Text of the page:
Going the other way? Same thing; if I apply a pressure on the ammo in the post with water the high pressure will force water into the case if there is a leak.

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Old June 16, 2018, 01:15 PM   #29
F. Guffey
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I know: "How does he do that?". I weight the ammo before testing and again after testing.

Placing a vacuum on the ammo creates a vacuum inside the case if the case is leaking, dropping the vacuum on the pot allows the vacuum to pull water into the case through the leak.

I am the fan of finding the leak before I jump in, think about it; you pull the trigger and there is no bang. When that happens you have to start loading your ammo without powder/primers and mixing the duds with functional ammo, primers etc. You want to avoid 'the flinch' when the ammo does not go bang.

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Old June 16, 2018, 02:12 PM   #30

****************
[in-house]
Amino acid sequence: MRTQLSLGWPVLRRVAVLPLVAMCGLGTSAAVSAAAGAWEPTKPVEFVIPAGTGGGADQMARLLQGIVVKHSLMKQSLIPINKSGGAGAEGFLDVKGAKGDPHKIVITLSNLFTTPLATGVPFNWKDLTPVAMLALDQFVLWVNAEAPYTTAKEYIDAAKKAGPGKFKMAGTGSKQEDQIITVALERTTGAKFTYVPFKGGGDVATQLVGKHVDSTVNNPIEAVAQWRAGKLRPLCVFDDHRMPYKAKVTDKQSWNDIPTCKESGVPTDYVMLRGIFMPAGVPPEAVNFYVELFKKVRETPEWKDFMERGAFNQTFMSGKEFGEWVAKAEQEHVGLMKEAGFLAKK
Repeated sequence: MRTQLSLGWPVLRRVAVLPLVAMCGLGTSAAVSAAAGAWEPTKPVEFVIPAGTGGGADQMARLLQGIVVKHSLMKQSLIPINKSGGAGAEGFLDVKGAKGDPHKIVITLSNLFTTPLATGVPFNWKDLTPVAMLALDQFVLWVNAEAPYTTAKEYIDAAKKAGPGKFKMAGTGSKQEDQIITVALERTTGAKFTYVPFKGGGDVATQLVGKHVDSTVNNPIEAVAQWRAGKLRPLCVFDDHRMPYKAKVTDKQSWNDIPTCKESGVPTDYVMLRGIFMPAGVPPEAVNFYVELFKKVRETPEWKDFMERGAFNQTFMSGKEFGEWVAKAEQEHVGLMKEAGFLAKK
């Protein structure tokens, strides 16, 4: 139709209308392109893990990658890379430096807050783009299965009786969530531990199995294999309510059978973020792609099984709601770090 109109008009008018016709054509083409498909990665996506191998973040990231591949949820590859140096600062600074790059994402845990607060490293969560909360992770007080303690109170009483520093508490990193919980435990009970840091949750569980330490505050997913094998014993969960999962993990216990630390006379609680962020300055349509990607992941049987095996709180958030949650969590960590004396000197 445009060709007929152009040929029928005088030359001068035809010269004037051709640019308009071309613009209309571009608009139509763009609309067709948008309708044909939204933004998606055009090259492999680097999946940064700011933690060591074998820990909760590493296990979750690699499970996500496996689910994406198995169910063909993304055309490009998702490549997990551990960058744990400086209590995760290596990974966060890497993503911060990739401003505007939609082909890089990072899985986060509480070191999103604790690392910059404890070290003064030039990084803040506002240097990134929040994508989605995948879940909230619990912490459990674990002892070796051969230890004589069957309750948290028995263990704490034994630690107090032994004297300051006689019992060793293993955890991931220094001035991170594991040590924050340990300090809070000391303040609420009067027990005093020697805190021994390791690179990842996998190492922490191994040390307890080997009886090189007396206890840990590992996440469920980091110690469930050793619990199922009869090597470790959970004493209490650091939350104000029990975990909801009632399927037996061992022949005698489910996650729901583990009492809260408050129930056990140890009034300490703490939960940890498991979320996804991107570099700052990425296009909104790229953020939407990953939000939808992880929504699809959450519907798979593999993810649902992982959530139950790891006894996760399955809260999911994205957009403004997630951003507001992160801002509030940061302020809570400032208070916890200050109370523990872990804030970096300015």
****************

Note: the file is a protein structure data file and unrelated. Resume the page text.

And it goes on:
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Not sure why the OP is worried. Back when I hunted I have spent many a wet day in the woods. Ask any soldier who was in Vietnam about monsoon season. Anyone ever washed a few pistol bullets in your pants ? We are not talking about placing bullets in a vacuum then dropping them in a 100 foot deep tank of water for a week. Maybe a wet pocket or getting dropped in a puddle for a second or two at worst at atmospheric pressure.

I think some of yall just love to over complicate but if it is a real concern I can think of 100 ways to do it anything from candle wax to fingernail polish. A thinned layer of any petroleum or alcohol based paint at the junction of the bullet and case mouth and around the the primer / primer cup seam will do it. Anything from fingernail polish to poly urethane.
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Old June 16, 2018, 08:09 PM   #31
F. Guffey
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Waterproof" reloads?

--------------------------------------------------------------------------------

Just curious if anyone has made any reloads that would be considered waterproof or water resistant at least. If so did you test them?
Yes I did. I have also pulled down thousands of rounds; most of the rounds I have pulled down that leaked were reloads.